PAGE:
J Korean Orthop Assoc.  2020 Apr;55(2):127-134. 10.4055/jkoa.2020.55.2.127.

Comparison of Gap Pressure in Opening Wedge High Tibial Osteotomy versus Compressive Strength of Allogenous Wedge Bone Blocks

Affiliations
  • 1Department of Orthopedic Surgery, College of Medicine, Kyung Hee University, Korea
  • 2Department of Research and Development, Korea Public Tissue Bank, Seoul, Korea

Abstract

Purpose
The aims of this study were (1) to investigate the relationship between the characteristics of allogenic bone block and the compressive strength of an allogenic bone block measured by biomechanical experiments, and (2) to compare the maximum pressure load of allogenic bone block with the gap pressure measured at the high tibial opening osteotomy.
Materials and Methods
Ten patients who provided informed consent for gap pressure measurements during opening wedge high tibial osteotomy (OWHTO) were included. The gap pressures were measured at 1 mm intervals while opening the osteotomy site from 8 mm to 14 mm. Seventeen U-shaped allogenous wedge bone blocks were made from the femur, tibia, and humerus. The height, width, cross-sectional area, and cortex thickness of the bone blocks were measured, along with the maximum compressive load just before breakage. The relationship between these characteristics and the maximum pressure load of the bone blocks was evaluated. The gap pressures measured in OWHTO were compared with the maximum pressure loads of the allogenous wedge bone blocks to evaluate the possibility of inserting allogenous wedge bone blocks into the osteotomy site without a distractor in OWHTO.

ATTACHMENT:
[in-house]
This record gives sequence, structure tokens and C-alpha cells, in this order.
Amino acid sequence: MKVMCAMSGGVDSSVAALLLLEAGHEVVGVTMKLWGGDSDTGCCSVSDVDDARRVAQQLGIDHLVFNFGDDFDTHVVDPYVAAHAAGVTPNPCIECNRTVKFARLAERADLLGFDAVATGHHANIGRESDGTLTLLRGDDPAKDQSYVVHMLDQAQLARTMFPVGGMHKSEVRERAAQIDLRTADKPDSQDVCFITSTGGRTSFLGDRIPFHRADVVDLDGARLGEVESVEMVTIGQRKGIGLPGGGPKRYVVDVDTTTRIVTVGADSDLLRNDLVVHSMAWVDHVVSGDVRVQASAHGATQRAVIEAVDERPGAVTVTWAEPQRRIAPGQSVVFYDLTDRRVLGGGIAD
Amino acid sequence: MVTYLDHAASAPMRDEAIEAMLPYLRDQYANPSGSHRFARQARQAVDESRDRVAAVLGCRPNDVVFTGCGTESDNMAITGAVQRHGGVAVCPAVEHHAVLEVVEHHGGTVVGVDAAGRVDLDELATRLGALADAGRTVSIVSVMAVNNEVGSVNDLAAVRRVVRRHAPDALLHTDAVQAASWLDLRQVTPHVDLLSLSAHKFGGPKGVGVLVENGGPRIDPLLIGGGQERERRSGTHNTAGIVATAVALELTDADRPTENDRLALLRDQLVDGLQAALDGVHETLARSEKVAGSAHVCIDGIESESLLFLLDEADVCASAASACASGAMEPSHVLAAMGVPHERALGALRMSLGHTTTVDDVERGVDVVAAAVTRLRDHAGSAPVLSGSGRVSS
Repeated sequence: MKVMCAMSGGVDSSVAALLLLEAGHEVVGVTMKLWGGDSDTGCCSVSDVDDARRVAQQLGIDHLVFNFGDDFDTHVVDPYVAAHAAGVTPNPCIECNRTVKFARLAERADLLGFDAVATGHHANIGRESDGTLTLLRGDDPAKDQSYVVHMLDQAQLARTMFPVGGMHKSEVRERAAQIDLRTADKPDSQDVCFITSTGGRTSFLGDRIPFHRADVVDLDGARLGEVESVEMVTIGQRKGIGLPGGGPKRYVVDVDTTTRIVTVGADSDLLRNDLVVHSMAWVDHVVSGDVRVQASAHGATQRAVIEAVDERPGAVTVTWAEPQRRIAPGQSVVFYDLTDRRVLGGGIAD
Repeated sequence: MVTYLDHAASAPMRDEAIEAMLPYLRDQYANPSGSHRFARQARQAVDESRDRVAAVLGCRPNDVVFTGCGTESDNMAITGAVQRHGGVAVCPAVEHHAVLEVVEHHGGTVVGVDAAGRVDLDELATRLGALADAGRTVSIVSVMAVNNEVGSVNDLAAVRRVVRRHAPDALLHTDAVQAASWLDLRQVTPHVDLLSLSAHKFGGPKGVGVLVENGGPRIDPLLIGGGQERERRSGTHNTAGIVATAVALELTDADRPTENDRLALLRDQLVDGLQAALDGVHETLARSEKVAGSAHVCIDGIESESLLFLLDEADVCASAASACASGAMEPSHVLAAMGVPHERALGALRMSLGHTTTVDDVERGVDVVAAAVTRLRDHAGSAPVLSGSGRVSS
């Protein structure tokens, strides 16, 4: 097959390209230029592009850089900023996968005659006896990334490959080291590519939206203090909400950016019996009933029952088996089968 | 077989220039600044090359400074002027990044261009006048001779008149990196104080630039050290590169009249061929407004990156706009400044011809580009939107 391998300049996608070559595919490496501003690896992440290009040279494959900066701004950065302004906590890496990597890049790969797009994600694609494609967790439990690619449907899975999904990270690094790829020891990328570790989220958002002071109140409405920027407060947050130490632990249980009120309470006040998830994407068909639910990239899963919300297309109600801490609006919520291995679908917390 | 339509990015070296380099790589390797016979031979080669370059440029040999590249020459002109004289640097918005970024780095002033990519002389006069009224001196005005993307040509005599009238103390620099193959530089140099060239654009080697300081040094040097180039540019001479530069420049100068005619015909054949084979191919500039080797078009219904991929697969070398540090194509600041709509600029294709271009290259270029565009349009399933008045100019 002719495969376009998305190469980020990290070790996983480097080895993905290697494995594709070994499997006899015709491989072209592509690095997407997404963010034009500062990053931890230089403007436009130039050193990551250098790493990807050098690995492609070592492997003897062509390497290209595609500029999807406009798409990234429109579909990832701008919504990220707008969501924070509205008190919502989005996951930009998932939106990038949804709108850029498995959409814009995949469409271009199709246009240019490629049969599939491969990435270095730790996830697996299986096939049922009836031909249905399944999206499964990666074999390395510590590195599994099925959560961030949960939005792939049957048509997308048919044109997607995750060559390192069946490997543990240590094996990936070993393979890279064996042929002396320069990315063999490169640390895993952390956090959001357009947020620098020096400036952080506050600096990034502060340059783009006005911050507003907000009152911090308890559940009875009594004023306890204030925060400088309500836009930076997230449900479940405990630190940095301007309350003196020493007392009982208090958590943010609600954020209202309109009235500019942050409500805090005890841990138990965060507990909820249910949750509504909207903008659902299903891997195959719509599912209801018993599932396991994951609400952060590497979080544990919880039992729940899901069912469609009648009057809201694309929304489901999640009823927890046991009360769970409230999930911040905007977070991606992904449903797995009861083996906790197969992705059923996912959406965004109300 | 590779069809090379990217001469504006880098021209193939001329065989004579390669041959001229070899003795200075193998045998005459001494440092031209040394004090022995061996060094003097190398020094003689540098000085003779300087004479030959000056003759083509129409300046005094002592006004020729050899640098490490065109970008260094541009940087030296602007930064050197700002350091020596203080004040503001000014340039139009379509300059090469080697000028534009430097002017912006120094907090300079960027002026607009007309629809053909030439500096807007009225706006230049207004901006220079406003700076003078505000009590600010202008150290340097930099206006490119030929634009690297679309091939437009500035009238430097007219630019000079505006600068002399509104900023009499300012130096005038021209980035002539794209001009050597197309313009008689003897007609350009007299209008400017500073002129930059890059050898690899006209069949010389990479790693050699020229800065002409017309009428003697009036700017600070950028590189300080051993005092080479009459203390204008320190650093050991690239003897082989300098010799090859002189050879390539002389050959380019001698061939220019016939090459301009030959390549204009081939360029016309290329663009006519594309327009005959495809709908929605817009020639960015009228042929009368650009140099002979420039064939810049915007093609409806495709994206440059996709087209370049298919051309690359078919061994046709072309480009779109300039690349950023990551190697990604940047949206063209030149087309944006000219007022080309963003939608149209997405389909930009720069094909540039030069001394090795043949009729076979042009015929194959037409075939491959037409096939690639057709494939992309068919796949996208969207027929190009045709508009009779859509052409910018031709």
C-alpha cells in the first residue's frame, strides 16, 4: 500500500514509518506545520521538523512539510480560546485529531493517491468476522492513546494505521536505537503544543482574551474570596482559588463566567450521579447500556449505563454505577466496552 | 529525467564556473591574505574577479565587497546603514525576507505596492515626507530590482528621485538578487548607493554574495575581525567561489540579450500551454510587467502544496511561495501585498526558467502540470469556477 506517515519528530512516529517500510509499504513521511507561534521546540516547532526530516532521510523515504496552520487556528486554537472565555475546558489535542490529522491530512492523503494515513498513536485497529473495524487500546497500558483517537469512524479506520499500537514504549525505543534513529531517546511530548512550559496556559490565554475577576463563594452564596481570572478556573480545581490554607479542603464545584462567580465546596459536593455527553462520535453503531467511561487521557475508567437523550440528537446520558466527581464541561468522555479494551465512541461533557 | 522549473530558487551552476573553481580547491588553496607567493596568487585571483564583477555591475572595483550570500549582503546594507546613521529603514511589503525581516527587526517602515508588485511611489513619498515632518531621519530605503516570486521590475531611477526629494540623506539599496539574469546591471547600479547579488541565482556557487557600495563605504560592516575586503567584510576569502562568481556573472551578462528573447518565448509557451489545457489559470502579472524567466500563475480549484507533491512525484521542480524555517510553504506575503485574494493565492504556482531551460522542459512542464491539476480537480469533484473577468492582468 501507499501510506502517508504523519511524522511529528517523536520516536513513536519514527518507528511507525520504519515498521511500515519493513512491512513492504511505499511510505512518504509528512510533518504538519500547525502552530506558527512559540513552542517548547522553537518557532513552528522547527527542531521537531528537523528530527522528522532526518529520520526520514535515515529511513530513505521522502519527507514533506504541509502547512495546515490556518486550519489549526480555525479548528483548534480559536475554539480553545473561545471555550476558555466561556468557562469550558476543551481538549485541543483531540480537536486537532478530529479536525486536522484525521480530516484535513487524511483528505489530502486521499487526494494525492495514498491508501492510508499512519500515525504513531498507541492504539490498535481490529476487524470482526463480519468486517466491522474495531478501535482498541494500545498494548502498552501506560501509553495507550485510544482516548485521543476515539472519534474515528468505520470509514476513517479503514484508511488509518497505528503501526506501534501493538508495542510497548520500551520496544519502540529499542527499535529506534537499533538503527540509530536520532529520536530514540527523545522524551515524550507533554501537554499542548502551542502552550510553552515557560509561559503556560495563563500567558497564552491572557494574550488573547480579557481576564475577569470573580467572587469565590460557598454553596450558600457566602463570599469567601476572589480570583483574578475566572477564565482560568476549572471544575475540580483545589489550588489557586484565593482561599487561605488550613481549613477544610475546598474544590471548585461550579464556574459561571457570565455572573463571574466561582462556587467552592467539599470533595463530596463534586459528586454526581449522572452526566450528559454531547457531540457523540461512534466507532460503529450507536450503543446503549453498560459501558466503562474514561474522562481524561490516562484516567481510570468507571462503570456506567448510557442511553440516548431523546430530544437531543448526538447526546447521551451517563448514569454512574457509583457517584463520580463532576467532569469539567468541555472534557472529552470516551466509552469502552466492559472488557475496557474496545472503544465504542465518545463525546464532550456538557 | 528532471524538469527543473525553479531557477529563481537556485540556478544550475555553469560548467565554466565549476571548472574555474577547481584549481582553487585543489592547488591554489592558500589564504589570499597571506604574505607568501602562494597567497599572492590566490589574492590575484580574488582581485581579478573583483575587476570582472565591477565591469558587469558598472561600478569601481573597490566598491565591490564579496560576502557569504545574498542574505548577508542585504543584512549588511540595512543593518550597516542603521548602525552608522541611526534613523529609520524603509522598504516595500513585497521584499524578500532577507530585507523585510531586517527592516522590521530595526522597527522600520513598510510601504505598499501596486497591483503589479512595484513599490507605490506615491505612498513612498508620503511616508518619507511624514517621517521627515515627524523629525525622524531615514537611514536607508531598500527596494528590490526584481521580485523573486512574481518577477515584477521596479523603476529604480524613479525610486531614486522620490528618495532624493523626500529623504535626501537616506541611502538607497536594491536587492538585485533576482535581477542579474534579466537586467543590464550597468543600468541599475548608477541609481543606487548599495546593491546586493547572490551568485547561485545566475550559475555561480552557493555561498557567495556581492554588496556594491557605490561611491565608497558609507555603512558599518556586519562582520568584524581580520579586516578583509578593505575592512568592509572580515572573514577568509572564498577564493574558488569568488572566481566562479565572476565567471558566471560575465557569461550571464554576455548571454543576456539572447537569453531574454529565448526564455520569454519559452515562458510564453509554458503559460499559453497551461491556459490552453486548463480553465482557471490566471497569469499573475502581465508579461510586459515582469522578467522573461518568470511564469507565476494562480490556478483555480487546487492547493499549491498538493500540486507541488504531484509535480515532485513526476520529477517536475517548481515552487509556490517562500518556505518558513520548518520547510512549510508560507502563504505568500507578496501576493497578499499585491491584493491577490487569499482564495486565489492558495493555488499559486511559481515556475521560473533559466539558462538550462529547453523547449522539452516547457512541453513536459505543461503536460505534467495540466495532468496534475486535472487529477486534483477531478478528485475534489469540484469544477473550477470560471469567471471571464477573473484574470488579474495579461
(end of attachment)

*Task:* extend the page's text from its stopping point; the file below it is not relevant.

Results
The OWHTO gap pressure increased with increasing osteotomy site opening. The mean gap pressure, which occurred at a 14-mm opening, was 282±93 N; the maximum pressure was 427 N. The maximum pressure load of the allografts was 13,379±6,469 N (minimum, 5,868; maximum, 29,130 N) and was correlated significantly with the cortical bone thickness (correlation coefficient=0.693, p=0.002) and cross-sectional area (correlation coefficient=0.826, p<0.001). Depending on the sterilization method, the maximum pressure loads for the bone blocks were 13,406±5,928 N for freeze-dried and 13,348±7,449 N for fresh frozen. The maximum compressive load of the allogenous wedge bone blocks was 13.7-times greater than that in OWHTO opened to 14 mm (5,868 N vs. 427 N).
Conclusion
The compressive strength of allogenous wedge bone blocks was sufficiently greater than the gap pressure in OWHTO. Therefore, allogenous wedge bone blocks can be inserted safely into the osteotomy site without a distractor.

Keyword

knee; osteoarthritis; osteotomy; allograft; bone transplantation
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